Thursday, March 31, 2005

Out of Order


Taken by a broken escalator, Line Four at Les Halles, on 30th of March. The sign assures passengers that the escalator will be fixed the 30th of April. That's right, kids, work those buttocks.

Tuesday, March 29, 2005

The Puking Stairs

As I posted in a comment recently, I'm not without my own vomit-related embarrassment in the Paris metro. Indeed, I have--on not one, not two, but three different occasions--puked in the metro.

This story could very well begin with drunkenness. But those who know me understand that this isn't likely. I'm just a meek and frustrated lightweight--not much of a drinker by any standard. I might say things like "I'll drink you under the table, boy!", but at the end of the night, the count is usually something closer to "Emily's Friend: 6; Emily: 1.5." And that's on a rough night.

My point is this: I wasn't drunk, Mom, I swear.

I'm a nervous creature. Though overly at ease in front of a crowd in English, the thought of giving a presentation in French--to French people--is terrifying. In English, I either wing it or have a few notes. For my presentations at French universities, I wrote a script, complete with, "TURN PAGE NOW" in parentheses so that I wouldn't slip up and say it aloud.

I woke up early before my first big exposé. I read it again and again to my empty room. Convinced I had finally gotten the flow of the sentences, I set off to catch the metro.

(Now you get where this is going.) On the Ten, with all the rocking and my belly nervous with exposé-induced fear, I started to feel sick. Pull it together, everything is fine. This was my mantra, albeit one that failed me in the end.

As we pulled into Odéon, I knew I didn't stand a chance. I stood to exit the car. As the doors opened, the smell of piss and moldy grime hit me hard. I ran toward the SORTIE sign, but only made it about halfway up the stairs.

That was it. At approximately 9:15am, during the rush hour commute, I clutched the rails, hunched over, and puked my guts out on the stairs. I tried to change locations a couple of times, but each time I tried to move, up it came again. So I was left standing protectively by my pool of vomit.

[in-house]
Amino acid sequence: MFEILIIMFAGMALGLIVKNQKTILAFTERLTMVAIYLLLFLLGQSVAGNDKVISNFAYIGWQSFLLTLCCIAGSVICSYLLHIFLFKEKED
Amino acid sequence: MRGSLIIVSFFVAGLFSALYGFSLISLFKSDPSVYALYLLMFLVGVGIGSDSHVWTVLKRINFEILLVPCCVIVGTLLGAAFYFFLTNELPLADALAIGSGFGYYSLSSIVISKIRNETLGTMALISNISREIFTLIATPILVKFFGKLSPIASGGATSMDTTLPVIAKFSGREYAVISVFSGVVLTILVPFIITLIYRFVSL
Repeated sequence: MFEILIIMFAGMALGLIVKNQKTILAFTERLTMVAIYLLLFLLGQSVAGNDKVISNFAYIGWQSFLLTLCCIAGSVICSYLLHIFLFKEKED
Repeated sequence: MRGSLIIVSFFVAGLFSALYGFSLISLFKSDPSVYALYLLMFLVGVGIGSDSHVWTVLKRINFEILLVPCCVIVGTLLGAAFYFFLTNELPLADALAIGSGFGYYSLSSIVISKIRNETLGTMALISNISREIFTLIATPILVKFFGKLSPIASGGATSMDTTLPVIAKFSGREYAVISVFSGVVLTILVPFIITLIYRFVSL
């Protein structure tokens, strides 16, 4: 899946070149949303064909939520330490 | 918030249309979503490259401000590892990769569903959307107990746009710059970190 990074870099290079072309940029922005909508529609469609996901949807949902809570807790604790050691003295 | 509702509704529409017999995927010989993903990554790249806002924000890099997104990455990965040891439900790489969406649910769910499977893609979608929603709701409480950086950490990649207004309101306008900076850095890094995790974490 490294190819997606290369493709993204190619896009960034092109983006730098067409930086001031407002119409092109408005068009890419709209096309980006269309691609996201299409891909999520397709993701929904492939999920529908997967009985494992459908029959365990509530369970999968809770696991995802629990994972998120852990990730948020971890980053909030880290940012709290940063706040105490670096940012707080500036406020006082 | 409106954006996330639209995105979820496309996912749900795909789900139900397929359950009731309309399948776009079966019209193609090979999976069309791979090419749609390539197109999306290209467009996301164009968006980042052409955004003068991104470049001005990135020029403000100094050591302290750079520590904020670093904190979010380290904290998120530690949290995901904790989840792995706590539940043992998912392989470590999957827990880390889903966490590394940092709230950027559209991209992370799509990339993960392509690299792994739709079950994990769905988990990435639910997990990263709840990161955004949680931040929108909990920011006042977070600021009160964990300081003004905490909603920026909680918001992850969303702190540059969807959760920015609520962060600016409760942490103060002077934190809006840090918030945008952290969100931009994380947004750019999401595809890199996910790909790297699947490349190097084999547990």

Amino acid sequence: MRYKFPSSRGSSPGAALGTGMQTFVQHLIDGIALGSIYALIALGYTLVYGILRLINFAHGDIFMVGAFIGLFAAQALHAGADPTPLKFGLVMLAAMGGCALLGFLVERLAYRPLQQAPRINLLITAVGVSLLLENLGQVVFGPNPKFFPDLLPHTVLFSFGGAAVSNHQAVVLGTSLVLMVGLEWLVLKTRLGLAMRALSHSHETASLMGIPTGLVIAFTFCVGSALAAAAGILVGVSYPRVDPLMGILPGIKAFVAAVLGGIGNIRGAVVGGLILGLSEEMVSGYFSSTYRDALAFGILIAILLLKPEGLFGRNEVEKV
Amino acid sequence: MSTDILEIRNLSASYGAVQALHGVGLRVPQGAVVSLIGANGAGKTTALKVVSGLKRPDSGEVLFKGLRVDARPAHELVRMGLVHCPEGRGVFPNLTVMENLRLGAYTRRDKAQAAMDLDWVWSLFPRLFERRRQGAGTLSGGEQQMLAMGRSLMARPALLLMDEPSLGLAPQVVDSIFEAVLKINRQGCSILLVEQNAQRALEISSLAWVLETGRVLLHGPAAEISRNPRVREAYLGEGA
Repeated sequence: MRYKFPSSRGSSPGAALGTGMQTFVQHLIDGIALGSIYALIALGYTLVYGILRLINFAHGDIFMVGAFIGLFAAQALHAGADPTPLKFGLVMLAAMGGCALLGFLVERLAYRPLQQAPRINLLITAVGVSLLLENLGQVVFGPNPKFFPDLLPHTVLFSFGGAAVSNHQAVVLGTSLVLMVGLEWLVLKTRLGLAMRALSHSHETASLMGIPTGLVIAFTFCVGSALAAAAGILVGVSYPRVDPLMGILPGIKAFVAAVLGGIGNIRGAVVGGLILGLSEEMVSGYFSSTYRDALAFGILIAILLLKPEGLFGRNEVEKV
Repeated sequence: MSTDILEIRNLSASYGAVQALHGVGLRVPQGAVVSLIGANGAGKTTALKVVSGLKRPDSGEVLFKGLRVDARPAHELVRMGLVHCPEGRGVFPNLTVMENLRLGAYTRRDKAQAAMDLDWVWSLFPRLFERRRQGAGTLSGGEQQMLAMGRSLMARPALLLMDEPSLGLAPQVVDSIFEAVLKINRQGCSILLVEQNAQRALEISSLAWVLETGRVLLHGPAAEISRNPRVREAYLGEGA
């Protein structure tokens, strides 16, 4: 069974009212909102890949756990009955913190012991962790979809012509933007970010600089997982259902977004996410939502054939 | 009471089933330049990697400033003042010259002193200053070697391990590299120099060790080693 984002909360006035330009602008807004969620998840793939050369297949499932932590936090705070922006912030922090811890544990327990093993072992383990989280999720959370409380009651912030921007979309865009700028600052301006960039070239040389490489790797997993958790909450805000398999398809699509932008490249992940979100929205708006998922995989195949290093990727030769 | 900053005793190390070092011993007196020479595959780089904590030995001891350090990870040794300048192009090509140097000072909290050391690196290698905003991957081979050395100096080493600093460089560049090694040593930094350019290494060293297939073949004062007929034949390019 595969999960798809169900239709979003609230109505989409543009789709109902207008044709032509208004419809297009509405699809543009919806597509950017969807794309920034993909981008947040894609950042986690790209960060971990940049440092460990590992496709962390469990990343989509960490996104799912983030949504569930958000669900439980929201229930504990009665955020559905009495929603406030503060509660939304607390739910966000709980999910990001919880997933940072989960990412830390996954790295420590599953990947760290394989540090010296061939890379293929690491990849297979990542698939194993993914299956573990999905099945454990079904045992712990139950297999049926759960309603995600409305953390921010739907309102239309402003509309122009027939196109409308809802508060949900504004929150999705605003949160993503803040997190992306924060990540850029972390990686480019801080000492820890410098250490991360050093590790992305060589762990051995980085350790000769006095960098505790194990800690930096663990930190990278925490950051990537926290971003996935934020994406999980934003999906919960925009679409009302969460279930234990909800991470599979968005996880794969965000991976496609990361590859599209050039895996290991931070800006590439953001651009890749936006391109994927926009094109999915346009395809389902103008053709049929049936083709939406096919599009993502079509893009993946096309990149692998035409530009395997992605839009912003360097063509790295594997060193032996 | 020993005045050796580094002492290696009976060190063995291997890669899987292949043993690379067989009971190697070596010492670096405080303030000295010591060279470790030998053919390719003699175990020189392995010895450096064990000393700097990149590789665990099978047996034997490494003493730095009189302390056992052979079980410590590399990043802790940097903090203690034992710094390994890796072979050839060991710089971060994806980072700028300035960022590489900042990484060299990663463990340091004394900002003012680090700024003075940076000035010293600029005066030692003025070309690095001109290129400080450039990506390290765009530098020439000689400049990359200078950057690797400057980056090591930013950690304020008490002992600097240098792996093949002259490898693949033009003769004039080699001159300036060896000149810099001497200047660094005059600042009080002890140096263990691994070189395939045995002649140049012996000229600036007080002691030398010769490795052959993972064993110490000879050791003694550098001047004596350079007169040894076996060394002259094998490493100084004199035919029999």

Commuters and tourists rushed up and down the stairs to my left. None looked at me. If they had, they would have perhaps seen how pathetic I looked and offered me a tissue or a bottle of water. But who was I kidding. There was no Southern hospitality in this station. I simply walked over to the trash can, spit a few times, and boarded the train again to the university.

With apologies to Annie...

We were spending a week in Paris--a hazy, magical week in June, before a series of concerts in Normandy. It was Annie’s turn to cook for the group, so after our visit to the Picasso Museum, I accompanied her to the supermarket. Laden with the beginnings of a promising vegan dinner, we got on the One and headed home. Content and lost in thought, we fell into our seats without a word.

Seated across from us was a young, well-dressed couple speaking quietly in English. After a moment, the man leaned cautiously towards us and asked us for the time in strained, but correct, French. At long last--a chance to live out my pretentious French fantasy and answer tourists’ queries in the local lingo!

“Il est six heures,” I graciously managed.
“Merci beaucoup.”

The One whooshed its way under the center of Paris. The Gatsbys across the way continued their hushed conversation. Then, I realized that they were talking about us. The woman was staring at Annie’s legs. Annie, who as a general rule, does not shave, was sporting a lovely blue frock that displayed her shapely calves and the fine, dark downy hair that covered them.

“Look Jim, it’s true! French women don’t shave their legs.”

At long last, decades of speculation had been supported by concrete proof. I squirmed with indecision. Denounce or refrain? Savor a secret triumph or inflict humiliation?

Annie chose the latter. The Gatsbys rose to get off at Concorde. “Have a great vacation,” she said in English, with a radiant smile.